Tunisia imposed a nationwide overnight curfew today in response to growing unrest over unemployment as protests across the country descended into vandalism in several cities.
The curfew from 8 pm until 5 am would begin today because the attacks on public and private property “represent a danger to the country and its citizens,” the Interior Ministry said.
The previous night, police stations came under attack and security officers used tear gas to repel protesters armed with stones and Molotov cocktails.
In housing projects on the outskirts of the capital, Tunis, roving groups of young people pillaged a bank and looted stores and warehouses.
Tunisia’s prime minister, Habib Essid, was cutting short a visit to France to deal with the protests, which were triggered Sunday when a young man who lost out on a government job climbed a transmission tower in protest and was electrocuted. Tunisia’s unemployment stands around 15 per cent, but is 30 per cent among young people.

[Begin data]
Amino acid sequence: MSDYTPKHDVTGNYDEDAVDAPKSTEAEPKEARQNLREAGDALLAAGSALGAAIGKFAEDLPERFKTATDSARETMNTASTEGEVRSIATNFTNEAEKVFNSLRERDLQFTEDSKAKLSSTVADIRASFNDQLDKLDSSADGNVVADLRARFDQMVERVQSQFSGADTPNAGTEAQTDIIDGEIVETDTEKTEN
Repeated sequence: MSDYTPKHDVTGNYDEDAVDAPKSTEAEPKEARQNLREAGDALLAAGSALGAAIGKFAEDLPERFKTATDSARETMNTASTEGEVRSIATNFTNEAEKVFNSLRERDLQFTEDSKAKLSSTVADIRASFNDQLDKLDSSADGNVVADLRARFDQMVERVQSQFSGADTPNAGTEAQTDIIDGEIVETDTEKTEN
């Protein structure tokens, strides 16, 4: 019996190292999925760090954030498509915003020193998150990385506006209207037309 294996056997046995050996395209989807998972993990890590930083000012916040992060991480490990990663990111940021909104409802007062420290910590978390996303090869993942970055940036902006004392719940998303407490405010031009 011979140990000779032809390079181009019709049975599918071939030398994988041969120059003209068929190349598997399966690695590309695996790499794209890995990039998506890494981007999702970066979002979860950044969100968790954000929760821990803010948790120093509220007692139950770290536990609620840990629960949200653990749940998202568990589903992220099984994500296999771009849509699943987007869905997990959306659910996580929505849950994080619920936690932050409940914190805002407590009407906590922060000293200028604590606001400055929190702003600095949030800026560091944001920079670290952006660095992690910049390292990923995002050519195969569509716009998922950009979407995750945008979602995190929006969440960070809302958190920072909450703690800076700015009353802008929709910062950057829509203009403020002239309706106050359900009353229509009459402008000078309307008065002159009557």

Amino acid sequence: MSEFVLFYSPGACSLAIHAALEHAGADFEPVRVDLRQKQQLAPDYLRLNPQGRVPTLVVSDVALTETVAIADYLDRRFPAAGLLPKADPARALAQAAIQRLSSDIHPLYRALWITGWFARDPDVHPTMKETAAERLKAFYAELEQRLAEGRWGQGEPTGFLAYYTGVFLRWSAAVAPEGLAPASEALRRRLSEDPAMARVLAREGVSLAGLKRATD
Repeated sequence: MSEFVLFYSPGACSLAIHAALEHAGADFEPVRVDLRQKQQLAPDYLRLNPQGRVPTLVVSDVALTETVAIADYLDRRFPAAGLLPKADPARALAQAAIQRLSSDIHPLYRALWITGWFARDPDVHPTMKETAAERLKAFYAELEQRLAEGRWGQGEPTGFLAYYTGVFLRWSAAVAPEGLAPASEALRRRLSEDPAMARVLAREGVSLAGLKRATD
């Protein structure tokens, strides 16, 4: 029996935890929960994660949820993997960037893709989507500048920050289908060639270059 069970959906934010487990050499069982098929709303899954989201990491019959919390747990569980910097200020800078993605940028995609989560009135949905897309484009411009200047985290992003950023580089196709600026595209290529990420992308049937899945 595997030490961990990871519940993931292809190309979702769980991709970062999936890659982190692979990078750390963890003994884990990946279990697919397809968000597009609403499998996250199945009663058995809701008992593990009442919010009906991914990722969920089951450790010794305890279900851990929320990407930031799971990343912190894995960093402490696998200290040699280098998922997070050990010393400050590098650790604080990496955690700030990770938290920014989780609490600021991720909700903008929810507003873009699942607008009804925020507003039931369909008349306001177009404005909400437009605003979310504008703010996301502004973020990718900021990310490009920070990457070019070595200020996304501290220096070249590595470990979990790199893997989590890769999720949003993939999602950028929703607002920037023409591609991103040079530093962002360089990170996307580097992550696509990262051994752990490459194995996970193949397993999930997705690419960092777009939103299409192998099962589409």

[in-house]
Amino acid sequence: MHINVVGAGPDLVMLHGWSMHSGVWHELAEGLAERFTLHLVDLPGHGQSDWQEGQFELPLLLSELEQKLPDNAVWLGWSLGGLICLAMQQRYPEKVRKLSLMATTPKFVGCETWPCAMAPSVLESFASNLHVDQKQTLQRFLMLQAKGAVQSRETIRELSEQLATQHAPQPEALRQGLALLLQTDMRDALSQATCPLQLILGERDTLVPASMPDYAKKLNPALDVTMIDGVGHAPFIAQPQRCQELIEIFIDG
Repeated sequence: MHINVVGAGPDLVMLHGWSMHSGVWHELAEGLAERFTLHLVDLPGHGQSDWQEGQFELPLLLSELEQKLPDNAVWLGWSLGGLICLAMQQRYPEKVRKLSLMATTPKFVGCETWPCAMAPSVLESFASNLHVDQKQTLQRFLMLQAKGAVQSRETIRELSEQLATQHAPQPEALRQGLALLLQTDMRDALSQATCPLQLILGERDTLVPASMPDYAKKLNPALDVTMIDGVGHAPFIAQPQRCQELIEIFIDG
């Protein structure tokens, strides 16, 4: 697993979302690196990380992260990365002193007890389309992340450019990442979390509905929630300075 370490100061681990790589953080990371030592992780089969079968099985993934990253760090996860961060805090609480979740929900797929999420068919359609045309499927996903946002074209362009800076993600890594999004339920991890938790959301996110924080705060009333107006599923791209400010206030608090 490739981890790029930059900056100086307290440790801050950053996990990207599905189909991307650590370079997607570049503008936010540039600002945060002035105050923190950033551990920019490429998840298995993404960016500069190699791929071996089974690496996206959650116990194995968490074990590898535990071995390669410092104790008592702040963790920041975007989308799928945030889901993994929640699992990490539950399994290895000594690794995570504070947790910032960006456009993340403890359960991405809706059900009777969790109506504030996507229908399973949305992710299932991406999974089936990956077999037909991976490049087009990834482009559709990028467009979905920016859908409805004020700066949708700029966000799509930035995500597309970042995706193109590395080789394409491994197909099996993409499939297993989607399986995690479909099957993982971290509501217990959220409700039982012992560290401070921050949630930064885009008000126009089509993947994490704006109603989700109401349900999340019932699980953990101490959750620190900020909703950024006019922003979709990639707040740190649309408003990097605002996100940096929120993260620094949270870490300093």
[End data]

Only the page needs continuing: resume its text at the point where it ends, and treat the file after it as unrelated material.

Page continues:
“Are we not Tunisians too? It’s been four years I’ve been struggling. We’re not asking for much, but we’re fighting for our youth. We struggled so much for them,” said Leila Omri, the mother of an unemployed graduate in Kasserine.
Tunisia has been under a state of emergency since a suicide bombing in November killed 12 members of the presidential guard in the heart of Tunis an attack that capped an unusually violent year for Tunisia. That bombing, as well as attacks earlier in the year against the Bardo museum and the tourist beach town of Sousse, were claimed by the Islamic State group.
The suicide five years ago of another unemployed youth in the Kasserine area set off a popular uprising that overthrew Tunisia’s longtime ruler Zine El Abidine Ben Ali, and eventually gave rise to the “Arab Spring” uprisings across North Africa.